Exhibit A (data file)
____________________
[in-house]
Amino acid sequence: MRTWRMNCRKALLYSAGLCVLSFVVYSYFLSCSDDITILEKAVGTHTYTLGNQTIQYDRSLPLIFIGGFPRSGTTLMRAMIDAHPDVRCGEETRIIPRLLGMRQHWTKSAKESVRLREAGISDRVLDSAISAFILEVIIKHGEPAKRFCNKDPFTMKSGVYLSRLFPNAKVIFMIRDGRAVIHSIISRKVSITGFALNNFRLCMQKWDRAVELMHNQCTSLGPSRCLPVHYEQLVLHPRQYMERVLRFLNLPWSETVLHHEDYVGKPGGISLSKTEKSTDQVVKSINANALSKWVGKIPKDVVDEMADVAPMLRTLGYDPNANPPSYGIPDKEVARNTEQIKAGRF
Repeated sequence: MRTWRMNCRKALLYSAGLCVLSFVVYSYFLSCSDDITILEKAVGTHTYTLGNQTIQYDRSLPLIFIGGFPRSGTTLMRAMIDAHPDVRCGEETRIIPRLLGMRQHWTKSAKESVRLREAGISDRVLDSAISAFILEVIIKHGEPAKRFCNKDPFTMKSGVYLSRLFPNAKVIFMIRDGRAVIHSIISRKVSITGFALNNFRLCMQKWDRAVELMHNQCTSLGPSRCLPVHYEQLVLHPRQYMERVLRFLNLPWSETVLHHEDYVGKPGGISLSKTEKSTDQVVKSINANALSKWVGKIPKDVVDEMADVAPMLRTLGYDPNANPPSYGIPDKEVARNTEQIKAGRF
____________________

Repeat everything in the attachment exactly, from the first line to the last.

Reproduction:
[in-house]
Amino acid sequence: MRTWRMNCRKALLYSAGLCVLSFVVYSYFLSCSDDITILEKAVGTHTYTLGNQTIQYDRSLPLIFIGGFPRSGTTLMRAMIDAHPDVRCGEETRIIPRLLGMRQHWTKSAKESVRLREAGISDRVLDSAISAFILEVIIKHGEPAKRFCNKDPFTMKSGVYLSRLFPNAKVIFMIRDGRAVIHSIISRKVSITGFALNNFRLCMQKWDRAVELMHNQCTSLGPSRCLPVHYEQLVLHPRQYMERVLRFLNLPWSETVLHHEDYVGKPGGISLSKTEKSTDQVVKSINANALSKWVGKIPKDVVDEMADVAPMLRTLGYDPNANPPSYGIPDKEVARNTEQIKAGRF
Repeated sequence: MRTWRMNCRKALLYSAGLCVLSFVVYSYFLSCSDDITILEKAVGTHTYTLGNQTIQYDRSLPLIFIGGFPRSGTTLMRAMIDAHPDVRCGEETRIIPRLLGMRQHWTKSAKESVRLREAGISDRVLDSAISAFILEVIIKHGEPAKRFCNKDPFTMKSGVYLSRLFPNAKVIFMIRDGRAVIHSIISRKVSITGFALNNFRLCMQKWDRAVELMHNQCTSLGPSRCLPVHYEQLVLHPRQYMERVLRFLNLPWSETVLHHEDYVGKPGGISLSKTEKSTDQVVKSINANALSKWVGKIPKDVVDEMADVAPMLRTLGYDPNANPPSYGIPDKEVARNTEQIKAGRF